Monday, 19 April 2010

“As the spring is made alive the winter dies”

Midlake, Live at Birmingham Town Hall, 16 February, 2010

Now that spring is here it is possible to forget what an endurance test the winter has been. There's an old song by Rod Stewart- ‘Mandolin Wind’ - that contains the lines: "Oh the snow fell without a break/Buffalo died in the frozen fields/Through the coldest winter in almost fourteen years…."

The Met office - the UK’s national weather service - confirmed that the winter of 2009/10 was the coldest winter in England and Wales since 1978/9, making it our coldest in thirty-one years, though no buffalo died here, as far as I know. And 2009 was the year I discovered the beautiful wintry music of Midlake.

When I mentioned to the members of my writers’ group that I was going to a Midlake concert I was met with blank looks. Charlotte - the youngest member of the Severn Valley Authors at just turned 18 - had heard of them and a friend of hers was also going to the gig at Birmingham Town Hall. The band seems to have two types of fan - brooding teenagers who perhaps identify with the poetry of the lyrics and fortysomethings (or even fiftysomethings) who hear, in this music, echoes of Crosby, Stills and Nash, America and the fragile optimism of the early 70s.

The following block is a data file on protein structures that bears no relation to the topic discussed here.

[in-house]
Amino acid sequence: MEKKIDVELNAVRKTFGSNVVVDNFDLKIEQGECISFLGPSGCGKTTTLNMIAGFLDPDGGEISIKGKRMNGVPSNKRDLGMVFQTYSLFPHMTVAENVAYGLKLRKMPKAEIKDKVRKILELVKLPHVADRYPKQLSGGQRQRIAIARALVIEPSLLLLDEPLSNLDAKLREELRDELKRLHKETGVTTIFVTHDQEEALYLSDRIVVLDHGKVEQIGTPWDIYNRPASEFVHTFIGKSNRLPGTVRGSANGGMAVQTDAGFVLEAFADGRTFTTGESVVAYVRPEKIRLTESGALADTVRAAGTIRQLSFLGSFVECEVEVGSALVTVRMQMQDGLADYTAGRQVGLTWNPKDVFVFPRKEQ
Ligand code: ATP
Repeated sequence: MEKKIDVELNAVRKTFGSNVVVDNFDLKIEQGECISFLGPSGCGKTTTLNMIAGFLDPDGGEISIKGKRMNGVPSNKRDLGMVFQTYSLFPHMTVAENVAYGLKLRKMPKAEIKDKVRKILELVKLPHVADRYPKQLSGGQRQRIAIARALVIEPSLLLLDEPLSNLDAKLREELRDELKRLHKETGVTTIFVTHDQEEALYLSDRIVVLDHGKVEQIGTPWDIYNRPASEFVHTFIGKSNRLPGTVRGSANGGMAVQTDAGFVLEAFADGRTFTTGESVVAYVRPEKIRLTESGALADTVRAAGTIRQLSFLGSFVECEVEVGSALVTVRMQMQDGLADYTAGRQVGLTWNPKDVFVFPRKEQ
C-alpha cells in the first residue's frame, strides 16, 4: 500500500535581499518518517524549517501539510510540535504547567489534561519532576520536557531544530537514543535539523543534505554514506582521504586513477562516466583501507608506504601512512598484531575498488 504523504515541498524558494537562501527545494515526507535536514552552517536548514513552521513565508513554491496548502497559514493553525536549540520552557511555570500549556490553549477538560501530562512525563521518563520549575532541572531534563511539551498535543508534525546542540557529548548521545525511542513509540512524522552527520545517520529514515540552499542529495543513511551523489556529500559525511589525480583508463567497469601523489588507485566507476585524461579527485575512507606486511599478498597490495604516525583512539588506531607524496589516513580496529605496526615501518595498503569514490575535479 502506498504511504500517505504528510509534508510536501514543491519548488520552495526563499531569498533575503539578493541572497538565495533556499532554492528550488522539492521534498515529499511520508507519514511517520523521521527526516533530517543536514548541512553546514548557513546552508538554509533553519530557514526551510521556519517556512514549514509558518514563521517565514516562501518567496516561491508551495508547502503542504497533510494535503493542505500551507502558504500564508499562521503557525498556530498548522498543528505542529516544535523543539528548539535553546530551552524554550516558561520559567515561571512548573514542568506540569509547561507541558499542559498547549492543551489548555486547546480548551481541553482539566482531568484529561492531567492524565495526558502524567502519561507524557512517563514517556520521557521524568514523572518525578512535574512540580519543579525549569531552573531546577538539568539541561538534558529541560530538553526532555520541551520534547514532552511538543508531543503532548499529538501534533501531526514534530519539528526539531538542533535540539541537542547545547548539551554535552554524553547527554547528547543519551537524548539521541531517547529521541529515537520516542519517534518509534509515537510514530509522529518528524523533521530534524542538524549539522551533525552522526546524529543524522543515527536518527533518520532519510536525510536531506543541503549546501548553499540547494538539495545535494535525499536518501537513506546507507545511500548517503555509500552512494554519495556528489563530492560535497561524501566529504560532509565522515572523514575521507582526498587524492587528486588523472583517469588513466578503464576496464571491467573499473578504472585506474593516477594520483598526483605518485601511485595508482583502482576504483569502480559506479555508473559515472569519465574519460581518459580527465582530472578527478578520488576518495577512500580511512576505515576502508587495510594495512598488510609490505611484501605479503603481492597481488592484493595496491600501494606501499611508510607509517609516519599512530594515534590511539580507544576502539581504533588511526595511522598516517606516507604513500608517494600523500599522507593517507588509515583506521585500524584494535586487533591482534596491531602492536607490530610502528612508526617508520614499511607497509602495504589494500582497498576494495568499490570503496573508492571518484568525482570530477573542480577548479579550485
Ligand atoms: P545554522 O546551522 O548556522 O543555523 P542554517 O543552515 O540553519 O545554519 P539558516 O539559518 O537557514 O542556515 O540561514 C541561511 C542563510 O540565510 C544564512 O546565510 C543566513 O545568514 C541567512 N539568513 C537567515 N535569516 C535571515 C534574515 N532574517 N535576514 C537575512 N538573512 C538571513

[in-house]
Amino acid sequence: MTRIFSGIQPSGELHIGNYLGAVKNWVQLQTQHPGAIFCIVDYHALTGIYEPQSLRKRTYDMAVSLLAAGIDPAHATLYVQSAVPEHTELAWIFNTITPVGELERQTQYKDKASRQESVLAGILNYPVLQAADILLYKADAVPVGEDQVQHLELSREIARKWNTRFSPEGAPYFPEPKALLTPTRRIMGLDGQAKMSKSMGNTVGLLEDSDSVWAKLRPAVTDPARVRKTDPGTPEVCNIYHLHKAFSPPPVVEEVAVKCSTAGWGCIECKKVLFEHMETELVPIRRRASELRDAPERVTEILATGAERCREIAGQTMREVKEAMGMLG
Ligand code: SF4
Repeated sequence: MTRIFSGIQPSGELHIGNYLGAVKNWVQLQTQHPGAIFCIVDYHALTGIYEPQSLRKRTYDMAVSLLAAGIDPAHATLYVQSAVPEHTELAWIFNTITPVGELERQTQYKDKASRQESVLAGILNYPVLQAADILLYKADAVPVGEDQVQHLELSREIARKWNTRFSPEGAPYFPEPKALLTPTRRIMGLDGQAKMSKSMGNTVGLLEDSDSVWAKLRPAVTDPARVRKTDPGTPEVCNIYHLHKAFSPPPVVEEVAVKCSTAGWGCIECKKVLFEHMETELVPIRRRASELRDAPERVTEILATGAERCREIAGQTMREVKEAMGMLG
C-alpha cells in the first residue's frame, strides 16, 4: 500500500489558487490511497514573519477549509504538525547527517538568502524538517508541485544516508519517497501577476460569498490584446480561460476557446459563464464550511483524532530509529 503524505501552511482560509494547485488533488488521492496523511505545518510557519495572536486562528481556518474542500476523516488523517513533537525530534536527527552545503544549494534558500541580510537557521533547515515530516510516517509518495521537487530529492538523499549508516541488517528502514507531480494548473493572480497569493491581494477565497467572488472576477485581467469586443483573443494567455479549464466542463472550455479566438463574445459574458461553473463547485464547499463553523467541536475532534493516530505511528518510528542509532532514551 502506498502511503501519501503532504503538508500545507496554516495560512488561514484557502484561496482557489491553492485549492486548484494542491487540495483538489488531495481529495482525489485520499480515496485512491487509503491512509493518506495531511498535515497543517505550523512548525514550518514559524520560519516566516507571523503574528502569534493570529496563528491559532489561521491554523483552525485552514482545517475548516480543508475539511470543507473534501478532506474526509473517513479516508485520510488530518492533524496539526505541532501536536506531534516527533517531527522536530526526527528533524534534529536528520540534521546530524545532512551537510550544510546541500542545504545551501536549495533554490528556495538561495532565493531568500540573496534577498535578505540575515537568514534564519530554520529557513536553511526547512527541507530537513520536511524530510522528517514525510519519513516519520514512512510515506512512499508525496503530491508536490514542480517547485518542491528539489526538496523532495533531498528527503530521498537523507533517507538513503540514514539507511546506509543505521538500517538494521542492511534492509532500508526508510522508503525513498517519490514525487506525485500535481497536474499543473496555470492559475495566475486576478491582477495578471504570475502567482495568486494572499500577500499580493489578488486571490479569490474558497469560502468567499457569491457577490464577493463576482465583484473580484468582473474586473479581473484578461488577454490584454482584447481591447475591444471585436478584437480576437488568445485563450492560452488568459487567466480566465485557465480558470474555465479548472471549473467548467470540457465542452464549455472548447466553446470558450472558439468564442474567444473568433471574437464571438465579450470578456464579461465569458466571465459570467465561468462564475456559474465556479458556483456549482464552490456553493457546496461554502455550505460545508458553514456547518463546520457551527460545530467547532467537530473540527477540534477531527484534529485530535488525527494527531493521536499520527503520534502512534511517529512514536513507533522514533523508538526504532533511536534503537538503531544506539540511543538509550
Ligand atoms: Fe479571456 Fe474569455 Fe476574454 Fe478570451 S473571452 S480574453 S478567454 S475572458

I went to the gig with my friend Martin - conveniently a resident of Birmingham and an aficionado of semi-obscure Americana. Martin commented that he had never seen so many beards. The uniform of the band (and most of the audience) seemed to be that of a woodsman – beard, check shirt (untucked) - and many of Midlake's song evoke the woodlands and plains of America and the spirit of Walt Whitman and Thoreau.